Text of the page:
WEBINAR: “Why privatisation is bad for health. Experiences across Europe during Covid19”

26 May 2020 Paris, France 26 May - 26 May

WEBINAR: “Why privatisation is bad for health. Experiences across Europe during Covid19”

  • 26 May - 26 May
  • Paris, France

The COVID-19 pandemic has unveiled the flaws and shames of healthcare systems in Europe. Budget cuts and privatisation in public healthcare systems have had evident effects in a critical moment. At the process Health, Rights, Action we believe that it is a crucial moment to meet, discuss and think together on the transformations we must impulse as a society. To take advantage of the moment in order to become stronger and more organised.

That’s why, together with the European Network against privatization and commercialization of Health and Social protection, the People’s Health Movement-Europe, and the Public Services International, we organise the webinar Why privatisation is bad for health. Experiences across Europe during Covid19, which will take place on May 26th at 6pm CET via Zoom, where you will be able to reflect with:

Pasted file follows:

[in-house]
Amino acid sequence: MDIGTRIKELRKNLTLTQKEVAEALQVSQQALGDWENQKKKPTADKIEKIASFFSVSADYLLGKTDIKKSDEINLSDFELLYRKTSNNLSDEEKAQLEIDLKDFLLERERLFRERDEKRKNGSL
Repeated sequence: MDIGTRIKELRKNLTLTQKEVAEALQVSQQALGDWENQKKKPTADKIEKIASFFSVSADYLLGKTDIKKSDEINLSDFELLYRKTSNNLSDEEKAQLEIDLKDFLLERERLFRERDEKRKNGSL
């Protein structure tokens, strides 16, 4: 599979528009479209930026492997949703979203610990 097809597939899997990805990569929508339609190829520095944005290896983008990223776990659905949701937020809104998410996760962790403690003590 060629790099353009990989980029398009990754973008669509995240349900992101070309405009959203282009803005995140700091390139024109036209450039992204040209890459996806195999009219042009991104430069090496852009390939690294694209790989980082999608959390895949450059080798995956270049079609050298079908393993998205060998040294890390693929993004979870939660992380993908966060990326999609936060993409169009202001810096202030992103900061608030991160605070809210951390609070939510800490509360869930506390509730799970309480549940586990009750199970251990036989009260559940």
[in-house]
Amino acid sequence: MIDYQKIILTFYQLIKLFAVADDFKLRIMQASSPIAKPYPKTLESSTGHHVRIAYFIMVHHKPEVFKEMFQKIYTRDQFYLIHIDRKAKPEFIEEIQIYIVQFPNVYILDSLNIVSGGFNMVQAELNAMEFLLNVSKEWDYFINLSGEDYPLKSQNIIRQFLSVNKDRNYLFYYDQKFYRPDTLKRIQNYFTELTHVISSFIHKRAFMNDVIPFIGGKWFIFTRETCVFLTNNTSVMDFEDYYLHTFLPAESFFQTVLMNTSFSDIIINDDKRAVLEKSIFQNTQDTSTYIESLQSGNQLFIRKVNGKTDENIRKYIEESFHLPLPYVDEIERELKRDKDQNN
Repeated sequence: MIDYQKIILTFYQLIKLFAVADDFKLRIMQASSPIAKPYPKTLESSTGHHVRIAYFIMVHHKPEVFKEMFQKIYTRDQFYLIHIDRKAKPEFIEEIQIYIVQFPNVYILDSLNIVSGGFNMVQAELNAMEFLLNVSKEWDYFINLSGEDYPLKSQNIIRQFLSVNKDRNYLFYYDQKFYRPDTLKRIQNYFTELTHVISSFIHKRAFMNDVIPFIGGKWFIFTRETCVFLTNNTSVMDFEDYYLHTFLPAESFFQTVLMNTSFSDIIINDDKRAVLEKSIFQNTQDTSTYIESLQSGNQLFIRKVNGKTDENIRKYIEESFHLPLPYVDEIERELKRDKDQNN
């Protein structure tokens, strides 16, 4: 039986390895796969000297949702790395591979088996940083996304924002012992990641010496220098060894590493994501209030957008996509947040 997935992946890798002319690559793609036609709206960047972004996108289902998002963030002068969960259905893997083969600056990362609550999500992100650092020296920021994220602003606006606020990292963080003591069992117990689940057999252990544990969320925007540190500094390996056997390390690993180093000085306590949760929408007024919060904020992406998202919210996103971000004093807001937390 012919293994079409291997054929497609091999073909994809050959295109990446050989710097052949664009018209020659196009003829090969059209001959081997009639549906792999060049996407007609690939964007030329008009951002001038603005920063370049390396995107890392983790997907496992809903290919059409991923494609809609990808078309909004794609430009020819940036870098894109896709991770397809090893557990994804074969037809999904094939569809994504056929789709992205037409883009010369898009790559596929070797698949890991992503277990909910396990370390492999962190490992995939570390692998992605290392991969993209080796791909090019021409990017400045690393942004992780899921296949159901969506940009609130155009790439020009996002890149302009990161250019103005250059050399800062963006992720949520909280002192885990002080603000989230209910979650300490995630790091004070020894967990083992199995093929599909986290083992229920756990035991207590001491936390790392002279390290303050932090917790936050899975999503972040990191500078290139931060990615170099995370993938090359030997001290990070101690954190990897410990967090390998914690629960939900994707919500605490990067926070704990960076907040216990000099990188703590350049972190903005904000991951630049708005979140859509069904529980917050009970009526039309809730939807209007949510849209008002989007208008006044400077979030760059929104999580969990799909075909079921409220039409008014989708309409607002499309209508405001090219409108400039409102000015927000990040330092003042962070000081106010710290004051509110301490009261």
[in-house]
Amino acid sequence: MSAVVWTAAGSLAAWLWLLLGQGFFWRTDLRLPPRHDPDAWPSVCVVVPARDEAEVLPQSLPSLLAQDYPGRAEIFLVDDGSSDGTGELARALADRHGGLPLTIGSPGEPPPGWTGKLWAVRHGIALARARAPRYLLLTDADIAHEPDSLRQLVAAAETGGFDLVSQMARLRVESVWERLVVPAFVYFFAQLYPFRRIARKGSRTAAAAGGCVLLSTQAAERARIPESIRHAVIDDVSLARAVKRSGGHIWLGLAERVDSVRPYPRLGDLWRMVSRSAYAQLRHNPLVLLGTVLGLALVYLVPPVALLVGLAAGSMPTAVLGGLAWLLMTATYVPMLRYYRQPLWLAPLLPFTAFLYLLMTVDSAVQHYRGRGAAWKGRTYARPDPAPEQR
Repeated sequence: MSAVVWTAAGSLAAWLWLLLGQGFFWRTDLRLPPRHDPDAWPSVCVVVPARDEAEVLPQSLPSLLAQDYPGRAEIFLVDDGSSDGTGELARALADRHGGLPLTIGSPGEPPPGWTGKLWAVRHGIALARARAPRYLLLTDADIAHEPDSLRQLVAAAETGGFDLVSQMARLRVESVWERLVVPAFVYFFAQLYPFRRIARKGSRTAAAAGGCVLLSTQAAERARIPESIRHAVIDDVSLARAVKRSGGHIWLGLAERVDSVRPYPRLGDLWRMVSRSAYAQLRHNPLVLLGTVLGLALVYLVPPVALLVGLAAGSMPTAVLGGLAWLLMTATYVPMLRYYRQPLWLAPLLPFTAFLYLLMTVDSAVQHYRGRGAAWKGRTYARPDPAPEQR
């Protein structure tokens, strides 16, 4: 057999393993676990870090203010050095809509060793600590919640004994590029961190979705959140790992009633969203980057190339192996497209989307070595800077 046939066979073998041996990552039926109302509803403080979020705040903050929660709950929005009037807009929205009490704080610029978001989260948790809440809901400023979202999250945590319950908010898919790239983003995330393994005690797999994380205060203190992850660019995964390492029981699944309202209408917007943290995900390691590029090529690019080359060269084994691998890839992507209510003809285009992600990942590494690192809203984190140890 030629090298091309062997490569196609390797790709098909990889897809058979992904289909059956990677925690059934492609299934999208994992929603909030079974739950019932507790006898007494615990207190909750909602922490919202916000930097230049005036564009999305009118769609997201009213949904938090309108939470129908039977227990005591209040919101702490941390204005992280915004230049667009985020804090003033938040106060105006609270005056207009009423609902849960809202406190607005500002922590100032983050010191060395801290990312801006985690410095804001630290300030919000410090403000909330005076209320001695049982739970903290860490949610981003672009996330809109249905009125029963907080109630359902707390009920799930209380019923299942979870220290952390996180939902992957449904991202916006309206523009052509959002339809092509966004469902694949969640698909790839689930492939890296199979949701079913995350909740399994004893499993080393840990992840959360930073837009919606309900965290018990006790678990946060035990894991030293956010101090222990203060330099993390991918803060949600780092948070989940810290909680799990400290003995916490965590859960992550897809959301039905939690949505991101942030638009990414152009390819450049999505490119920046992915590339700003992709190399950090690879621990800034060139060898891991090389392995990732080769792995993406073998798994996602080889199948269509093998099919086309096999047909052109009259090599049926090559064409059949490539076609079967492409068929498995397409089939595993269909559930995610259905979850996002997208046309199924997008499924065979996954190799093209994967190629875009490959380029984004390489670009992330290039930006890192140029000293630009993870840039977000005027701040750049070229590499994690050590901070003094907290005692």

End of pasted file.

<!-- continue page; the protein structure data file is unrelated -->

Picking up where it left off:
• Vittorio Agnoletto, Medical Doctor; professor at State University in Milan, teaches “Globalisation and Public Health”, activist in Medicina Democratica, former MEP.

  • Manuel Galiñanes, medical doctor and activist at Marea Blanca in Barcelona

  • Véronique Lorge,nurse and trade unionist from CGSP (Belgian trade union of public services), and member of European Network against Commercialisation of Health and Social Protection

  • Luca Scarpiello, officer for health and social services at European Public Services Union (EPSU)

  • Facilitates: Chiara Bodini, metgessa especialitzada en malalties infeccioses i salut pública. Doctora per la Universidad de Bolonia centrada en el paper dels moviments socials en el foment de la salut.

Decisions made in Europe as a way out from the 2008 crisis, based on austerity, impacted heavily southern economies and their healthcare systems, which have been now specially stroke by the pandemic. Italian and Spanish healthcare systems were already stressed and stretched by budget cuts, and now have had to face the most complicated situations. These are only two European examples, but we may need to have a look at the details of other European situations. The gravity is evident when we learn that 50% of victims of the pandemics in Europe were living in nursing homes.

Social movements for the right to health have been long reminding of the need to defend a public, universal and quality healthcare system.